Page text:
Respondent has filed a motion to dismiss Company's appeal for failure of the statement of facts to conform to Supreme Court Rule 83.05(c), V.A.M.R. Company has moved to dismiss respondent's brief for failure to comply with Supreme Court Rule 83.05, and has moved to strike respondent's suggestions in support of her motion to dismiss, as scandalous and libelous under Supreme Court Rule 55.35. We have examined the several motions, the brief and the transcript of the evidence. Without indicating approval of Company's statement of facts, or respondent's brief or suggestions, all of the motions are overruled without comment.

Public Service Company's Appeal

The cause was submitted to the jury as to defendant Company on negligent failure to keep a lookout and watch ahead and laterally ahead of westbound traffic on Schirmer.

Company's first point is error in not directing a verdict for failure of plaintiff to introduce substantial evidence that Company had the means and ability to avoid the collision had a vigilant watch and lookout been kept; that "there was no substantial evidence adduced as to where the front of the bus was when Nelson pulled into the intersection"; that plaintiff failed to establish the exact point where the bus operator became chargeable with knowledge that plaintiff had entered a position of danger, and failed to show that thereafter the bus operator had the time and ability to avoid a collision, and therefore there was no evidence from which the jury could find that failure to keep a lookout was the proximate cause of the collision. The alleged failure of proof is based on the theory that the probative value of the testimony of plaintiff was destroyed because it supports several inconsistent factual inferences, and is contradictory and conflicting, one version tending to prove the issues, the other tending to disprove them.

Inconsistencies in a plaintiff's testimony are for the jury to resolve, unless they are diametrically opposed to each other with respect to some vital question in the case, so contradictory and without explanation as to preclude reliance thereon, and rob the testimony of all probative force, and so glaring as to conclusively show that the party testified untruthfully one way or the other. Ringeisen v. City of St. Louis, Mo. App., 238 S.W.2d 57, 63.

Plaintiff, a 13-year-old girl at time of trial, was subjected to intensive and exhaustive cross-examination which takes up 66 pages of the transcript. Some discrepancies, inconsistencies and variations were elicited, but none fatal to the submission, under the rules referred to in Ringeisen, supra.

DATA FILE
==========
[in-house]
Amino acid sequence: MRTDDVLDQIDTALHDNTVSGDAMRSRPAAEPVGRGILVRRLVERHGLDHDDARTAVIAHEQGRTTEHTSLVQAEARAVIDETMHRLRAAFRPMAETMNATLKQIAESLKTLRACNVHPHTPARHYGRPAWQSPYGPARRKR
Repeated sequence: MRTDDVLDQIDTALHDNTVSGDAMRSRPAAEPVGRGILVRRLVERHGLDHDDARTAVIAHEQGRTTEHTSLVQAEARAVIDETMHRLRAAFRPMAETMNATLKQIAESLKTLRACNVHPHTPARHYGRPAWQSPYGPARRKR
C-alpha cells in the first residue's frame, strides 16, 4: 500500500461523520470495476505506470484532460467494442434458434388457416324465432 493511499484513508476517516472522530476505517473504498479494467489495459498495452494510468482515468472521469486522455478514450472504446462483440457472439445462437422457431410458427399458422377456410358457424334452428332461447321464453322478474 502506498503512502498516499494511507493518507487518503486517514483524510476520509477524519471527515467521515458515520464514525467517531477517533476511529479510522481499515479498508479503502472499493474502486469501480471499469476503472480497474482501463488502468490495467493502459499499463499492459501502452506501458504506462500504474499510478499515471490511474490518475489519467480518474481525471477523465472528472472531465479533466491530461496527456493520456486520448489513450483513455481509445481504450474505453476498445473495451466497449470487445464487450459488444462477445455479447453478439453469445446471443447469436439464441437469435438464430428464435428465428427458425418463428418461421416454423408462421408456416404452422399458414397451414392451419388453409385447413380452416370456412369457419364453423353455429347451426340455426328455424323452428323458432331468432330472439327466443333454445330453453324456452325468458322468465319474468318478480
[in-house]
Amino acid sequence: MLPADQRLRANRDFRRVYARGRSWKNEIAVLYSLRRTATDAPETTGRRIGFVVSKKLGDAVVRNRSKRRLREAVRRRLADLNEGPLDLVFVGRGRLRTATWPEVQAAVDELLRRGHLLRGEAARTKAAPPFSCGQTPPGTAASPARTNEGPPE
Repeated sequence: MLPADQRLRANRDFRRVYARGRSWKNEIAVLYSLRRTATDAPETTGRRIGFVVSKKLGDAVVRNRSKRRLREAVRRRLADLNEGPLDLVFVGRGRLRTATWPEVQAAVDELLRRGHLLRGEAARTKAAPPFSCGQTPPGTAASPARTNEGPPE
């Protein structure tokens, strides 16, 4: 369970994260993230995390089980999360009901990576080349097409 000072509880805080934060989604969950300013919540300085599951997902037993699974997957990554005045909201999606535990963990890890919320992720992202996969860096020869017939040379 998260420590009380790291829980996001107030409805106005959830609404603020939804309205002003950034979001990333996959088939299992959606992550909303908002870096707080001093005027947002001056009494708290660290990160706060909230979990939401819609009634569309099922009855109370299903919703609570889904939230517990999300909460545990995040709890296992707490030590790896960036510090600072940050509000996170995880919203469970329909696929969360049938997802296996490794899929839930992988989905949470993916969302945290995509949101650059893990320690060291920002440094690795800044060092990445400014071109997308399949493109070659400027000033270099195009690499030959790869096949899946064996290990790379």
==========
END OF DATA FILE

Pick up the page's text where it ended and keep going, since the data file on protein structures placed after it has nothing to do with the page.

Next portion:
First, Company says plaintiff first testified that the scooter stopped approximately even with the stop sign, remained stopped for three seconds, pulled forward and came to a second stop, and remained stopped for an additional three seconds (a total elapsed time of six seconds) and later, inconsistently, testified that the total length of time that elapsed for both stops was three seconds. The record reveals no such sharp and clearly defined contradiction. Plaintiff, on cross-examination, testified that the motor scooter was even with the stop sign about three seconds and that the scooter then moved up a little bit to a second stop. Asked how long she was at a stop the second time, she said "Altogether, it was three seconds — about three seconds." Again she was asked "How long were you at a stop the second time?" After an objection the court asked the witness whether by "altogether" she meant at the second stop or including both first and second stops. The question was repeated. Plaintiff inadvertently said "Three minutes" which, called to her attention, she corrected to "three seconds." When again asked about the length of the second stop she answered "Both stops altogether was about three seconds." This might well have ended the inquiry but the question was repeated in various forms seven times. Finally, succumbing to the suggestion that she had testified to two three-second intervals, plaintiff conceded "Yes, but I didn't mean that," and gave this explanation: "I meant I looked to the right and I looked to the left, and it was three seconds altogether. * * * For the first and second time we stopped." The probative force of plaintiff's testimony that both stops consumed a total of three seconds was not destroyed by the total exchange between plaintiff and Company counsel on this question.

Company claims plaintiff testified "that she never saw the bus and did not know of its whereabouts at the time the motor scooter started into the intersection." This version of plaintiff's testimony, reconstructed from the actual words she used, is not strictly accurate. From plaintiff's testimony on this phase of the case we conclude simply that plaintiff clearly and definitely testified that she saw the bus twice; once after the scooter came to its first stop, at which time the bus was about a half a block south of Schirmer, and again after the scooter started up, at which time the bus was nine feet away from the scooter.

Company claims plaintiff "guessed the bus was then one half block" to the south. It is true that at one time in the course of the long cross-examination she used the word "guess". On at least ten other occasions she made the definite, unequivocal estimate that the bus was "about a half a block" away when she first saw it. She is not to be cast as a matter of law for this one lapse.

Company implies a contradiction from plaintiff's testimony estimating the distance at a half a block, and her testimony that the bus was then "about at the bus stop." We find no contradiction here, in view of her testimony that "The bus stop was about a half a block away." Company's mistake is in assuming the truth of the bus operator's testimony, that the bus stop was 40-50 feet south of the intersection.